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Female independence

The feminist journal that survived

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EVERYWOMAN'S FORUM: By not turning shrill or militant, 'Miloon Saryajanee' found loyal male readers as well.

'Miloon Saryajanee', the Marathi feminist journal, combined cause and commerce - and succeeded.

While most trenchant feminist journals have either packed up or gone online, there is one that continues to bravely, and successfully, sell to a staunchly loyal readership - Vidya Bal's Marathi magazine 'Miloon Saryajanee' (Women's Forum).

The journal reflects Bal's own concept of feminism - assertive, not aggressive, participatory, not hectoring. Launched 22 years ago in Pune, it has survived several ups and downs because its readership base extends across several classes of women - from rural and semi urban to urban. And the magazine keeps itself highly readable with emphasis on reader participation.

"The idea behind founding Miloon was to make women aware as individuals in society and in the family, by going beyond the ambit of a mere movement. We chose the middle path and focused on women-related issues, information as well as entertainment-based content. A participatory methodology was put to use wherein women from all walks of life could come forward and express themselves, " says Bal.

She started her journal at a time when other women-centric magazines in the city were closing down due to the disheartening economics of the business. But Bal, who had cut her teeth in the once highly successful 'Stree', had a good idea how she wanted to take the magazine forward.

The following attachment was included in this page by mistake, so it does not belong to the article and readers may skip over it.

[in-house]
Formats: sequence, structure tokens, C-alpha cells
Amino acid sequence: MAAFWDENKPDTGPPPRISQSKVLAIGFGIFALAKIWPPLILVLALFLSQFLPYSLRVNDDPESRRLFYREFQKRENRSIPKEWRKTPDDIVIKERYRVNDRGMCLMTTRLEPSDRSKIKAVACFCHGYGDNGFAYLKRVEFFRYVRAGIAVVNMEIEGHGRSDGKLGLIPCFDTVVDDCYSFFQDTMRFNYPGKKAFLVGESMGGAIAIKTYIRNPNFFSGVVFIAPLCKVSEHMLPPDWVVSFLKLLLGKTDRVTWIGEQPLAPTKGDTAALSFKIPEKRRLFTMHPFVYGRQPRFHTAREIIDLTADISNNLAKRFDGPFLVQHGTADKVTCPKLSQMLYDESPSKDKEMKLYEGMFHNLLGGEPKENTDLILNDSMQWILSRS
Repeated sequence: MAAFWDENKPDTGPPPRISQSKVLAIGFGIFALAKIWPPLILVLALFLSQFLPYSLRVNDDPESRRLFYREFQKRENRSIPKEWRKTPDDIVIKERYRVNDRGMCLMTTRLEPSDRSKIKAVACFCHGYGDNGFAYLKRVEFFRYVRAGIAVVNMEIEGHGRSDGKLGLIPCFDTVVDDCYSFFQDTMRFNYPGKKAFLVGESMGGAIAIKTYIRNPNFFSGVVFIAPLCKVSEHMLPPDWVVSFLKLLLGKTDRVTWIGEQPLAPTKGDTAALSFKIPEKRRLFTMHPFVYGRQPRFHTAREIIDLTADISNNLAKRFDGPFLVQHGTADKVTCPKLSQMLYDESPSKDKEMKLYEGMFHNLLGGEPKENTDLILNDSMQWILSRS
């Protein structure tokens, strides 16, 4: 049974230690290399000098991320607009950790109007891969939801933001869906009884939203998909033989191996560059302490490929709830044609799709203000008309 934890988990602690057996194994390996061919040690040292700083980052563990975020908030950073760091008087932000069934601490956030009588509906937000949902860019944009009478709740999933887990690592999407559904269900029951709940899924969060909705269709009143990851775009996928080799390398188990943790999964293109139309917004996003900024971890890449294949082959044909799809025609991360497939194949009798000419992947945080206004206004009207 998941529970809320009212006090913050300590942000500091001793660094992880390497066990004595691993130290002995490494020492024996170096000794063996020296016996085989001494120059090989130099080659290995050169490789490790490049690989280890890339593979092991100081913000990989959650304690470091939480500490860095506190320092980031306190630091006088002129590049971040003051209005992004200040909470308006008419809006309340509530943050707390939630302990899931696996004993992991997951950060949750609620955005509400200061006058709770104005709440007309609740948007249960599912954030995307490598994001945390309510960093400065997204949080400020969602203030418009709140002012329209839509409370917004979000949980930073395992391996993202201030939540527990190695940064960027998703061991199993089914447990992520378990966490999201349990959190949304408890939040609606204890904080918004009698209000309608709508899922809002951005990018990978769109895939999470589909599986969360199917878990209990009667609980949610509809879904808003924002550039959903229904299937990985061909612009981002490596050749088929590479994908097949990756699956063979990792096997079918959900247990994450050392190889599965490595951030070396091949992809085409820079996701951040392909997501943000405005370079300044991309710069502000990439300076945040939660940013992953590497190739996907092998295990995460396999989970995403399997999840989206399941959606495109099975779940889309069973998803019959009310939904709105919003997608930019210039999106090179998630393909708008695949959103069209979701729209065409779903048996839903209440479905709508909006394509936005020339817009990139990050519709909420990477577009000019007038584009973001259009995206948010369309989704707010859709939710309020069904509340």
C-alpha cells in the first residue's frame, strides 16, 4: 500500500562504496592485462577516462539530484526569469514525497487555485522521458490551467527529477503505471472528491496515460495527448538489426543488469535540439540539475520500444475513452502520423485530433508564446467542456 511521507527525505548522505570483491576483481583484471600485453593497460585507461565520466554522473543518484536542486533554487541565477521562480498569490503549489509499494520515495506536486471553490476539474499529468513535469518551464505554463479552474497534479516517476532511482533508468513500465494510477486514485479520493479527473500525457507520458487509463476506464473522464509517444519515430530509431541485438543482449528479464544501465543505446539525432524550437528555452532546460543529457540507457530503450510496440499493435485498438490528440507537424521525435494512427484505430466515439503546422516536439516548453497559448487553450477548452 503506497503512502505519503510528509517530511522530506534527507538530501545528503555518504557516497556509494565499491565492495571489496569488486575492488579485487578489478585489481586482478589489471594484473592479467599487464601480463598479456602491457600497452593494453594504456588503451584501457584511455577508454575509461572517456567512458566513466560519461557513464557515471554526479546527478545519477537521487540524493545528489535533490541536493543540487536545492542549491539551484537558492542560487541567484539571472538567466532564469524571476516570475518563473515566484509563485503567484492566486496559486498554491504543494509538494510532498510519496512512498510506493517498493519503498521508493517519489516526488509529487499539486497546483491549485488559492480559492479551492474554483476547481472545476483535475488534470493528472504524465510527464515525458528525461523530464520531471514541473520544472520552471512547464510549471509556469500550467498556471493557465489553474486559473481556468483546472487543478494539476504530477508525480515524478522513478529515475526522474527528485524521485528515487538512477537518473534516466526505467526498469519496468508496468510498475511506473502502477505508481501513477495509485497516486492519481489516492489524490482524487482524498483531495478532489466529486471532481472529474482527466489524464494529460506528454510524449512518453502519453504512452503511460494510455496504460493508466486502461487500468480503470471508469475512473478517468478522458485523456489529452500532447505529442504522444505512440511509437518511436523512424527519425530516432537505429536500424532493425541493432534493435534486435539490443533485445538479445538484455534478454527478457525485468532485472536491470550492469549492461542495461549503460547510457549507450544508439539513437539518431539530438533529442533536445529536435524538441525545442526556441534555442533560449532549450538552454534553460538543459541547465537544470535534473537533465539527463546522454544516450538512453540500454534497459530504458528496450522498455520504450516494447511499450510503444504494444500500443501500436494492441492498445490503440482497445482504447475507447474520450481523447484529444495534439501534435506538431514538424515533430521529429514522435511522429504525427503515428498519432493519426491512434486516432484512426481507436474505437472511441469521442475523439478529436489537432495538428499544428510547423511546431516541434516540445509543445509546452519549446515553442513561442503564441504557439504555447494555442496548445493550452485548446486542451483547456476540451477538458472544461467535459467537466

"Given the precarious scenario back then, I trusted my gut instinct and with contributions worth Rs 1. 5 lakh, collected from well-wishers and friends, I took the risk of launching Miloon. Never had I thought the magazine would run for so many years, " says Bal.

A healthy mix of activism and a literary-artistic format was chosen to give Miloon a unique personality. Unlike many journals of this genre, Miloon takes a great deal of pride in asking for reader contributions. "We consciously created a space for urban and rural women, who have regularly contributed to our magazine in terms of news features, prose, poetry, interviews and the like, " says Bal. Miloon has prided itself on taking on gender stereotypes but has chosen not to turn shrill - the emphasis has always been on dialogue, not confrontation. For instance, it invites men and women to write on successful relationships with their spouses, in-laws and relatives.

Today, Miloon enjoys a subscription base of around 2, 300 readers across 300 cities in India as well as in the UK, USA, Australia, Nigeria and Kenya. Bal believes that this is a great time for feminist ideology because attitudes towards women are changing. And she would like to believe that Miloon has been the cause of this change for its readers. "Several men too have told me of their growing fondness for the magazine, " says Bal.

Bal's life serves as an example of female independence, creativity and exceptional courage within a traditional family setup. She gave up the magazine's editorship two years ago, but continues to publish it. "My own experiences as the editor of Stree changed me as a person. Miloon helped me reach out to the womenfolk. Equality is the basis of feminism. Ongoing dialogue is a must, " she says.

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